Plasma amino acids, glucagon, and insulin concentrations were determined once a week in dogs that developed acute hepatic necrosis and chronic hepatic insufficiency after treatment with dimethylnitrosamine. During the acute phase, plasma concentrations of most amino acids increased, with the changes usually correlating with increased glucagon values. Insulin correlated with changes in 10 of 21 amino acids, but the latter were not the most abundant nor the branched-chain amino acids. During the chronic phase, plasma phenylalanine, tyrosine, and methionine concentrations remained increased throughout the study. Plasma values of these amino acids did not correlate with plasma concentrations of either glucagon or insulin. The values of the most abundant amino acids were less than base-line levels during the chronic phase, and 9 of 10 of these correlated positively with glucagon concentrations, but not insulin. Only proline correlated positively with insulin. Isoleucine and valine showed a negative correlation with insulin. The low concentrations of the nonaromatic amino acids increased during the time from the early to late chronic phase, during which time plasma glucagon increased and insulin remained unchanged. This study shows that a significant positive correlation existed between glucagon and the most abundant plasma amino acids during the chronic phase of hepatic insufficiency, at which time most plasma amino acid concentrations were returning toward base line. Increased glucagon values did not correlate with any evidence for deterioration of hepatic function.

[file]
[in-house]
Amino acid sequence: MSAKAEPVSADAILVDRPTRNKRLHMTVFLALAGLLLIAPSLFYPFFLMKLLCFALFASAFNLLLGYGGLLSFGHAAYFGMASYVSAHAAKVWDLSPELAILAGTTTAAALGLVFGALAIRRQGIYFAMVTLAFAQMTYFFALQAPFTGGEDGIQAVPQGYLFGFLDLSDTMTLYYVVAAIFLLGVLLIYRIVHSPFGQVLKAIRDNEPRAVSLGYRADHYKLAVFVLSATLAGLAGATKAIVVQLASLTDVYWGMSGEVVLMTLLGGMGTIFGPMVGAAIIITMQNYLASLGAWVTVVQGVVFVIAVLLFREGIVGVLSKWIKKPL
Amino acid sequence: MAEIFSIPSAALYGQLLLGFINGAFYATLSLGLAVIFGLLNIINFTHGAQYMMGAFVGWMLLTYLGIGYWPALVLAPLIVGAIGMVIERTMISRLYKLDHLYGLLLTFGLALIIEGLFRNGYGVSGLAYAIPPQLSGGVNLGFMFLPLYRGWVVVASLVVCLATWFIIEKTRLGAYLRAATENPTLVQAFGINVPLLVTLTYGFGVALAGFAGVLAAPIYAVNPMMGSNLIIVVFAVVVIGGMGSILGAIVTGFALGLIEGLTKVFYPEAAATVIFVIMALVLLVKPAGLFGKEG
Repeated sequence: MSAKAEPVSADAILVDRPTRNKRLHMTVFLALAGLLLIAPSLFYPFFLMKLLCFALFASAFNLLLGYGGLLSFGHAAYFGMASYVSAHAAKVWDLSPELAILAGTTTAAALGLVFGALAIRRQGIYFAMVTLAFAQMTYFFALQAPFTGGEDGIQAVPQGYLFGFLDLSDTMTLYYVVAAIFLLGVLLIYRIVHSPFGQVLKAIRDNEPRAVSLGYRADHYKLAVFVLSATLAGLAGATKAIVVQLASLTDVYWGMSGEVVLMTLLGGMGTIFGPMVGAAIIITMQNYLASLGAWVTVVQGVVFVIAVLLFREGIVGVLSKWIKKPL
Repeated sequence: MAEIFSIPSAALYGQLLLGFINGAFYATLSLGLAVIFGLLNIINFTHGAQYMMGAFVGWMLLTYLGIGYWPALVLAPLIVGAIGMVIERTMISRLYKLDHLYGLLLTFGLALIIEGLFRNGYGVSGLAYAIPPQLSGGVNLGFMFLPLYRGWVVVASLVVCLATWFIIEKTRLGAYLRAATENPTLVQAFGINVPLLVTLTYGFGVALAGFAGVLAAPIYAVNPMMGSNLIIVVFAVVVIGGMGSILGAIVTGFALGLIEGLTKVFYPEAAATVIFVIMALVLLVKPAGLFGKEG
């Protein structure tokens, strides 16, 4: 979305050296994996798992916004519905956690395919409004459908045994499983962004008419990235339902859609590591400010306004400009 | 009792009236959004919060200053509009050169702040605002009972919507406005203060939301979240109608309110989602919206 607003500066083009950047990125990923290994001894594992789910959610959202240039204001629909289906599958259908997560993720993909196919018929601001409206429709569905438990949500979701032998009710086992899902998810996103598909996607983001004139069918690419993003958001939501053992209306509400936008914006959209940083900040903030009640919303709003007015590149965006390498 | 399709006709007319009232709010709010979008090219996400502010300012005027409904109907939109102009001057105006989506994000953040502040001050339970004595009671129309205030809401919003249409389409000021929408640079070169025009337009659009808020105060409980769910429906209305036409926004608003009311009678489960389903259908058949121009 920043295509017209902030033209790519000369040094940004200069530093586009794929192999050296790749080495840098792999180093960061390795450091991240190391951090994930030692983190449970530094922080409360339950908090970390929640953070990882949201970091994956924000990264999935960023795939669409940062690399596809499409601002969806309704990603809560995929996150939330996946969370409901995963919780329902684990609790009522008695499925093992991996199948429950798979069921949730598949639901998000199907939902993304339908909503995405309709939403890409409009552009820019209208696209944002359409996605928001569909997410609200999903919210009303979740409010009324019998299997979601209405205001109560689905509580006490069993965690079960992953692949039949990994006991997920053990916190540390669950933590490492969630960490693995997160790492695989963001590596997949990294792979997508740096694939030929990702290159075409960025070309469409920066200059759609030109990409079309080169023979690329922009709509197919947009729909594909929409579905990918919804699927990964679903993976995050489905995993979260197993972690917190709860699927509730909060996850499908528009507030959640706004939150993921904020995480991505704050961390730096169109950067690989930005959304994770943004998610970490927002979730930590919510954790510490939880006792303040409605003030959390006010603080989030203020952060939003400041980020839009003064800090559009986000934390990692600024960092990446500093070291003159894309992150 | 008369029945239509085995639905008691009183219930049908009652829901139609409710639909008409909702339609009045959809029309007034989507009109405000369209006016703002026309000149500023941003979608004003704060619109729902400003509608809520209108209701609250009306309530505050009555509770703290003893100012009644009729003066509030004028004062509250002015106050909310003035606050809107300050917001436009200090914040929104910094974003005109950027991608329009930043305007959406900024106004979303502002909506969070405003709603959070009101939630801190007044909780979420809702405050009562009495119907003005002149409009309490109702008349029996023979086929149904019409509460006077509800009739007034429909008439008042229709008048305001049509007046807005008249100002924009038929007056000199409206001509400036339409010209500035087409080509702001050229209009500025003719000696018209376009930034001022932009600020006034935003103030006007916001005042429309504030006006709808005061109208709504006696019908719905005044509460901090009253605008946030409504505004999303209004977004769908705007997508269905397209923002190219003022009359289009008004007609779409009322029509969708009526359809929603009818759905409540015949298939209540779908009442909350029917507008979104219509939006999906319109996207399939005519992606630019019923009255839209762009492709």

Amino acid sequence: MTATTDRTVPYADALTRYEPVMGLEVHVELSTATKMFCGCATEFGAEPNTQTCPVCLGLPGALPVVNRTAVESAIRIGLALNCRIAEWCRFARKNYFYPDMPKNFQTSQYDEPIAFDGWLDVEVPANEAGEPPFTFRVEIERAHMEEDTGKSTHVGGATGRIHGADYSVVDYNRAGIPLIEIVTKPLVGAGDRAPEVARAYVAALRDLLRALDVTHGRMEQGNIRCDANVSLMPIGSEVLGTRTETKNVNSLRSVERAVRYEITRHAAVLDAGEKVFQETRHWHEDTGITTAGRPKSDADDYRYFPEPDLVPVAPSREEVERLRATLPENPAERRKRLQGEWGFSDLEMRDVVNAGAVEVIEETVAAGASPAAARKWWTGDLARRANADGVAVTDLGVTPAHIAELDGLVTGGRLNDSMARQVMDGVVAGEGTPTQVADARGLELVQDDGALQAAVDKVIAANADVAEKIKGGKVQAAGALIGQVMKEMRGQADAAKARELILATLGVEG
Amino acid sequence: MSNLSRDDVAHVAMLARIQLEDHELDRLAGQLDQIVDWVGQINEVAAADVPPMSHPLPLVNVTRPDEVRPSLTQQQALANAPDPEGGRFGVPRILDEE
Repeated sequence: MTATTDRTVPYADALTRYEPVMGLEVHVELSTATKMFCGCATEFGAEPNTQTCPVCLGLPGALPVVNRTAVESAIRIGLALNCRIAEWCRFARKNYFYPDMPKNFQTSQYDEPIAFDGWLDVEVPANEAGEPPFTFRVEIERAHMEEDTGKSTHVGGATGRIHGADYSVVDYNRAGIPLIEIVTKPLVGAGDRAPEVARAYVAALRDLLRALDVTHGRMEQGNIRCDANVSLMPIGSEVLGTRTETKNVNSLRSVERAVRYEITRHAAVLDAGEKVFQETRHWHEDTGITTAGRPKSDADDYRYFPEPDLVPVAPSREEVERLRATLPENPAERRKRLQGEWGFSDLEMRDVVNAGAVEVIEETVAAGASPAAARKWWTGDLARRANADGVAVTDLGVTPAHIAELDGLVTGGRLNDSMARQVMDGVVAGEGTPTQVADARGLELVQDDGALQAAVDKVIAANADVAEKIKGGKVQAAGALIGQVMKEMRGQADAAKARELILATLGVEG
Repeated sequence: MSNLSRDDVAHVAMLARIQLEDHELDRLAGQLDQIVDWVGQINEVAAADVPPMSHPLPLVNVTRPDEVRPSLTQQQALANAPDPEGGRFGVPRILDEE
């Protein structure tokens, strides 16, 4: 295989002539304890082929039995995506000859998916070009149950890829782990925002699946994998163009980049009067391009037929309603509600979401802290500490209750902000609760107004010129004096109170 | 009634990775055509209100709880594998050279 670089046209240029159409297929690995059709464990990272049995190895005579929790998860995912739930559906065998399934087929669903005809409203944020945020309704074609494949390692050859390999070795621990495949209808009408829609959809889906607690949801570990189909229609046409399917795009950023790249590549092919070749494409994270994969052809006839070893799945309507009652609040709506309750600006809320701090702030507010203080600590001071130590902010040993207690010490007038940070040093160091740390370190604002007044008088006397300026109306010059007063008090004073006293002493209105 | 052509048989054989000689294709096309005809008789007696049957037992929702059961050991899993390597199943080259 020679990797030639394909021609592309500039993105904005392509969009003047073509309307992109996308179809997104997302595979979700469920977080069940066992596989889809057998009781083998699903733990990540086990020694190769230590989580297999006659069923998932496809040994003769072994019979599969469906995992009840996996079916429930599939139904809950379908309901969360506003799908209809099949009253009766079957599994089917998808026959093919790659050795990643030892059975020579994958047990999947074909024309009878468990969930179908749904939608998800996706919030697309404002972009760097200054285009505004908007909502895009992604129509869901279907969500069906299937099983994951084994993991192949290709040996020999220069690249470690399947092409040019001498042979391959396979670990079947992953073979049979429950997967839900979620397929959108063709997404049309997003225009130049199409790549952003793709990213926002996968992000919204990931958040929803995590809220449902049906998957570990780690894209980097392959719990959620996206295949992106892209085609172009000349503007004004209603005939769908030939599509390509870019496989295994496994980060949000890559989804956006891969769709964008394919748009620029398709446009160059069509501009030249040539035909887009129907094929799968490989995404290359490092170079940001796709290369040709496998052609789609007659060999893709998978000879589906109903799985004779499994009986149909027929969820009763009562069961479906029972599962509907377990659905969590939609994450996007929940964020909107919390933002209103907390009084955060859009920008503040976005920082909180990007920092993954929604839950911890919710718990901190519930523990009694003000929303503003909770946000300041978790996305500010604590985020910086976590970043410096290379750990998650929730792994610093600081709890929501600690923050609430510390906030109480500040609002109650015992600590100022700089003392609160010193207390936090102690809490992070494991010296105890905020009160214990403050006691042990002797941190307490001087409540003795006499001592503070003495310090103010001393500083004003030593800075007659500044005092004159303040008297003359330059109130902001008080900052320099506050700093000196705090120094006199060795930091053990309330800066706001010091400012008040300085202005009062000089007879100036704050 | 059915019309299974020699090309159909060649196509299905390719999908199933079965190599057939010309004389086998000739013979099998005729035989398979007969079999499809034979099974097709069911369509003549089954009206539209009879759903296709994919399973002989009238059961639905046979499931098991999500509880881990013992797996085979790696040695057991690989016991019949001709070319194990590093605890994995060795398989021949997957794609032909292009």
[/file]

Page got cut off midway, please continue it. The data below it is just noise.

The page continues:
|Original language||English (US)|
|Number of pages||9|
|Journal||American Journal of Veterinary Research|
|State||Published - 1983|
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